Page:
On May 24, 2015 Ethiopians went to the polling stations all over the country to cast their votes in the fifth general election since the adoption in 1995 of the country’s constitution. The general election was conducted to elect representatives for both the House of People’s Representatives and Regional State Councils.
In mid April this year, a group of militants belonging to the Islamic State (IS) released a sickening video of pure brutality: the mass beheading and execution of 30 Ethiopian (and possibly Eritrean) citizens. Now, Ethiopia is mourning and no amount of comfort seems to surmount the sheer grief.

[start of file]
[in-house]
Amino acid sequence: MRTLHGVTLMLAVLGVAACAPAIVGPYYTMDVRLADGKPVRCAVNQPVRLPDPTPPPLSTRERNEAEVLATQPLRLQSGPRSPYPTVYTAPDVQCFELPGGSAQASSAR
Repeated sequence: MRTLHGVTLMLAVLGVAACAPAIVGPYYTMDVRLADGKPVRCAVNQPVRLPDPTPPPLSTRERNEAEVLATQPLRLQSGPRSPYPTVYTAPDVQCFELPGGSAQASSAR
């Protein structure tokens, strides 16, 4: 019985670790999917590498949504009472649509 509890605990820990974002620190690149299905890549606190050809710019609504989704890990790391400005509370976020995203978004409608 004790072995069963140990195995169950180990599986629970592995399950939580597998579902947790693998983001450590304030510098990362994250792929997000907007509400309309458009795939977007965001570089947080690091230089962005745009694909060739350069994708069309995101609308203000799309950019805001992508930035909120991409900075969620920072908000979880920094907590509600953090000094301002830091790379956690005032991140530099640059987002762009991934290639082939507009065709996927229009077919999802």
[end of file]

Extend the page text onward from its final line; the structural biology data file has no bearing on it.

The one noticeable result of the 1998-2000 border war between Eritrea and Ethiopia is that both sides came out bad losers.
When, in May 1998, two brigades of Eritrean soldiers marched through an Ethiopian administered town of Bademe, a small and dusty town along the border with Eritrea, the pictures emerged didn’t alarm onlookers that it would take the two countries into a two-year civil war that claimed the lives of more than 70,000 from both sides.